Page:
New network will bring affordable service

We all know that access to high-quality, affordable wireless service can be difficult in rural areas. We've all experienced phone calls dropped in mid-sentence or seeing the words "no service," emails that take hours to send and websites that nev...

We all know that access to high-quality, affordable wireless service can be difficult in rural areas. We've all experienced phone calls dropped in mid-sentence or seeing the words "no service," emails that take hours to send and websites that never load. And all of us know what it's like to get the monthly bill and be shocked by how much we're paying.

LightSquared is out to change all that. With their new nationwide wireless network that combines direct-to-satellite service with ground-based towers, LightSquared will offer high-speed wireless broadband even in remote areas. Rural Americans will be able to access the Internet 300 times faster than a dial-up connection.

The company's business model is equally revolutionary. LightSquared will sell broadband access on a wholesale-only basis, allowing any number of smaller wireless providers to enter the market, including carriers that specialize in rural areas, such as rural telephone cooperatives, independent telephone companies and others such as Open Range and Cellular South. More competition means more innovation, better service and lower prices.

For business owners, farmers, workers and families in rural America, LightSquared could be a real breakthrough, especially for the 28 percent of rural households that the FCC and USDA say don't have any kind of broadband access. LightSquared helps bridge this digital divide.

It's not just LightSquared saying so, either. The Rural Cellular Association has stated that "LightSquared's wholesale broadband network would significantly advance the FCC's goal of promoting much-needed competition in the wireless market. Permitting LightSquared to move forward expeditiously would not only introduce new competition, it would help ensure that existing smaller, rural and regional wireless carriers remain competitive with the major national carriers." In fact, the association has assessed that LightSquared's network may be the only way for rural Americans to gain affordable access to wireless high-speed data services.


However, before LightSquared can launch service, the company has both technical and political hurdles to overcome. LightSquared's licensed spectrum -- the airwaves assigned for the network -- are next to the global positioning system (GPS) spectrum, and some GPS devices are using LightSquared's spectrum for their service. The FCC is studying the susceptibility of GPS devices to LightSquared's signals as they have been designed to "squat" in LightSquared's spectrum in search of GPS signals.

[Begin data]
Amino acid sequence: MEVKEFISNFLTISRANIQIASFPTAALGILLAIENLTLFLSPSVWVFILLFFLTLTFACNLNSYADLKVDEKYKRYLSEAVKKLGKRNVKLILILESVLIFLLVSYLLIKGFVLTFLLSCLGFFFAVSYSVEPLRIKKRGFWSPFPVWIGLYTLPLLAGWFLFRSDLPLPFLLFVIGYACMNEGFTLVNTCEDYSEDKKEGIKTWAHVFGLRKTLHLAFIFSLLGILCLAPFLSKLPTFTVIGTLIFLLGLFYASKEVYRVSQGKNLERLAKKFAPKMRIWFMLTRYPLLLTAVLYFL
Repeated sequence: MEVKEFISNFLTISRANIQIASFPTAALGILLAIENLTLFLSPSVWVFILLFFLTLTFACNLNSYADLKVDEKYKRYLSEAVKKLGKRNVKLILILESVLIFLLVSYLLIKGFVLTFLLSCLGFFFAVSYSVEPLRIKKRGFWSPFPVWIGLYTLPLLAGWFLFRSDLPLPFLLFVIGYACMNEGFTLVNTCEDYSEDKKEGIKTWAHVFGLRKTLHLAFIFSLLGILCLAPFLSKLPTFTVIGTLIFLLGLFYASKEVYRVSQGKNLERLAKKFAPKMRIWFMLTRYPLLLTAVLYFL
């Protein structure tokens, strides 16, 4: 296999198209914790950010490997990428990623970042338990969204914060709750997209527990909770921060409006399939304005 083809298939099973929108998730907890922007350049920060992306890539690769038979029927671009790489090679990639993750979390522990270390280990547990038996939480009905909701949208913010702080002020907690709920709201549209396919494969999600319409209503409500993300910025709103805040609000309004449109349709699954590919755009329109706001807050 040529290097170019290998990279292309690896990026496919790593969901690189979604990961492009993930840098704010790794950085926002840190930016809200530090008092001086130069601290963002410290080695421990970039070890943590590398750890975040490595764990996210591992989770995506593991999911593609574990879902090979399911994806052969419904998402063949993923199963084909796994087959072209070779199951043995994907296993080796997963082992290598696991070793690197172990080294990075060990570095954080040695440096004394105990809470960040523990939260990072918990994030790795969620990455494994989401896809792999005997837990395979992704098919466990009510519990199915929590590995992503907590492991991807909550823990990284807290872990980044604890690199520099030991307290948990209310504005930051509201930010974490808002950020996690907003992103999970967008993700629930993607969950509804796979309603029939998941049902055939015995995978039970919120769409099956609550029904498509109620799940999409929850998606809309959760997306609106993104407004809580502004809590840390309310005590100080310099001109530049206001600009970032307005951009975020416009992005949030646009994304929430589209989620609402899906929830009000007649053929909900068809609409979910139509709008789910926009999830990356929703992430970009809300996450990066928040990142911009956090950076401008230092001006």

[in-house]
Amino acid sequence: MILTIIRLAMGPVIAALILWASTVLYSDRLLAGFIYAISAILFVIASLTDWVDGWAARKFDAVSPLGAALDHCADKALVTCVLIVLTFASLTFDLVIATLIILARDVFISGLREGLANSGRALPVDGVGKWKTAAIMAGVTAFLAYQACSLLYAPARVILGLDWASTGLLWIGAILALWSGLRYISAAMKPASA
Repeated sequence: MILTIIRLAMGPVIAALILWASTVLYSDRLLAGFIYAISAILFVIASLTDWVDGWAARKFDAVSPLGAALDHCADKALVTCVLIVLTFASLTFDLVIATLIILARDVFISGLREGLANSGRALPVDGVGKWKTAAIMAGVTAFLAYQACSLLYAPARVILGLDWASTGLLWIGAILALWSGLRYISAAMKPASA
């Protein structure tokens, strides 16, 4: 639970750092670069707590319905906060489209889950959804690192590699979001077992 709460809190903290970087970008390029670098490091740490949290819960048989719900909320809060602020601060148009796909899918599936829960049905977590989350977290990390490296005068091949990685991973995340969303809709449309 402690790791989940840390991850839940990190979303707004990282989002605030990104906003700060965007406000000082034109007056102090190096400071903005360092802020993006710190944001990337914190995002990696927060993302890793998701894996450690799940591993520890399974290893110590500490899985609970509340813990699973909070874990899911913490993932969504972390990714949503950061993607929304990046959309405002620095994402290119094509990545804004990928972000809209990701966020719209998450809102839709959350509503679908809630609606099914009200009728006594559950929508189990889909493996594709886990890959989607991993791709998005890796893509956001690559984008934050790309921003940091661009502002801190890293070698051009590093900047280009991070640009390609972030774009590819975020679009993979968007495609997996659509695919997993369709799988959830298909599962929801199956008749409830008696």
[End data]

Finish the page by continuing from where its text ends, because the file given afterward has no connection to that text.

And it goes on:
LightSquared is confident in meeting any technical challenges and doing so entirely through private investment -- no taxpayer dollars of any kind. But the political hurdles are proving to be even more daunting. Some GPS corporate interests are asking that Congress prohibit the FCC process from moving forward. However, the FCC testing process is critical because GPS services are important in many parts of our lives, particularly in agriculture. The FCC has said that GPS and LightSquared can co-exist so that rural Americans can reap the benefits of both GPS services and LightSquared's robust broadband wireless network.

Fortunately, a solution is on the horizon. After the initial round of testing conducted by LightSquared, GPS and government engineers, LightSquared proposed launching service only in the lower half of its licensed spectrum -- the frequencies furthest away from the GPS frequencies -- which would leave a wide buffer zone between itself and the closest GPS frequency. Test results indicate that 99.95 percent of existing GPS devices would not be affected if LightSquared were to operate on the lower 10 megahertz, and LightSquared has committed to underwrite a technological fix that addresses the remaining receivers that might be affected. Engineers are already working on a solution, and the prognosis from vendors like SiRF is that building a GPS device that tunes out LightSquared's LTE signals is imminent.

The FCC recently asked the GPS industry for details about its receivers that pick up signals inside LightSquared's spectrum. As engineers develop filters or other technical solutions that could solve the problem, rural Americans are starting to speak out in favor of an important principle: our economic future depends on both GPS and world-class wireless broadband. Thanks to American ingenuity, we can have both.

Dorgan, of Bismarck, is a former U.S. senator for North Dakota, Nethercutt, of Spokane, Wash., is a former U.S. representative for Washington and Stenholm, of Granbury, Texas, is a former U.S. representative for Texas.

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